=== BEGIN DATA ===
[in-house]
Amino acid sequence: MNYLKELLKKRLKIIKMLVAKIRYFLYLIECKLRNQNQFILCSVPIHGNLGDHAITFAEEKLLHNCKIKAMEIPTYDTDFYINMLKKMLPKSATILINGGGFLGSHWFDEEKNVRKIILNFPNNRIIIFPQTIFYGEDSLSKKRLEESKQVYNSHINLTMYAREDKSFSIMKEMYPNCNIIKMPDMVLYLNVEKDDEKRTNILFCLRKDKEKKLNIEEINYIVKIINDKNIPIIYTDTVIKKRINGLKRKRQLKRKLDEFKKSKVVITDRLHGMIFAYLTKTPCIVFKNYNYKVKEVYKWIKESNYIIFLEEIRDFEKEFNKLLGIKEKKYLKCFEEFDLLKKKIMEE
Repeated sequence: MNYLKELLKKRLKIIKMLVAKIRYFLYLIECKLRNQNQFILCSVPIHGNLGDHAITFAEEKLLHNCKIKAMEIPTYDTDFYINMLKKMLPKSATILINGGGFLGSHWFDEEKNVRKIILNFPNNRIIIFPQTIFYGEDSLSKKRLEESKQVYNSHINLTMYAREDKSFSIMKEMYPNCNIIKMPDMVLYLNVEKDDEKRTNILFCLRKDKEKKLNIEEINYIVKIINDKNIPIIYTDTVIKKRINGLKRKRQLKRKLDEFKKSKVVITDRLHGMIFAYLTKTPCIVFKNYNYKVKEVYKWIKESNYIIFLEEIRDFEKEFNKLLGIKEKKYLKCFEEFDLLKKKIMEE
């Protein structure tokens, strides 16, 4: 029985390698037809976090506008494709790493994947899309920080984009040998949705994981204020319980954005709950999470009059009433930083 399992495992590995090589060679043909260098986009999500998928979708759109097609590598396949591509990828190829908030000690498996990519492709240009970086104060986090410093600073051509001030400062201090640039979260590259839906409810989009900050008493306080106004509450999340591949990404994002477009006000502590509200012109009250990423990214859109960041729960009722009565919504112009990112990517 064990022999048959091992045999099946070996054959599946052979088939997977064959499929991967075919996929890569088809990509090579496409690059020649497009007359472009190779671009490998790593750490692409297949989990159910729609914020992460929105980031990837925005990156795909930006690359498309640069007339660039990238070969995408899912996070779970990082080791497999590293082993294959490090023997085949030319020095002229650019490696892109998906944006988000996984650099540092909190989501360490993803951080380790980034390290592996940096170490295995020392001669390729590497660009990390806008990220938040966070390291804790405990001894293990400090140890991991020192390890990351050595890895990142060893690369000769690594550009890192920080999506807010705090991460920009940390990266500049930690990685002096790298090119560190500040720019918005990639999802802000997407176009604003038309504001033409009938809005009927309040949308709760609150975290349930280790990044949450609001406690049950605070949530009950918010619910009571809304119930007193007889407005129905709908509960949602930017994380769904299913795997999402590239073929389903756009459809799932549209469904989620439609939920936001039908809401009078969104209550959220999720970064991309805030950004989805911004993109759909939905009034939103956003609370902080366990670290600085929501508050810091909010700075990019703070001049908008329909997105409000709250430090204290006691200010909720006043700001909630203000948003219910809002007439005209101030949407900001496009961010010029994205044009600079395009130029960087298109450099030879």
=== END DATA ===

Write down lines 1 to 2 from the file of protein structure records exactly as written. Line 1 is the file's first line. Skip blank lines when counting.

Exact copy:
[in-house]
Amino acid sequence: MNYLKELLKKRLKIIKMLVAKIRYFLYLIECKLRNQNQFILCSVPIHGNLGDHAITFAEEKLLHNCKIKAMEIPTYDTDFYINMLKKMLPKSATILINGGGFLGSHWFDEEKNVRKIILNFPNNRIIIFPQTIFYGEDSLSKKRLEESKQVYNSHINLTMYAREDKSFSIMKEMYPNCNIIKMPDMVLYLNVEKDDEKRTNILFCLRKDKEKKLNIEEINYIVKIINDKNIPIIYTDTVIKKRINGLKRKRQLKRKLDEFKKSKVVITDRLHGMIFAYLTKTPCIVFKNYNYKVKEVYKWIKESNYIIFLEEIRDFEKEFNKLLGIKEKKYLKCFEEFDLLKKKIMEE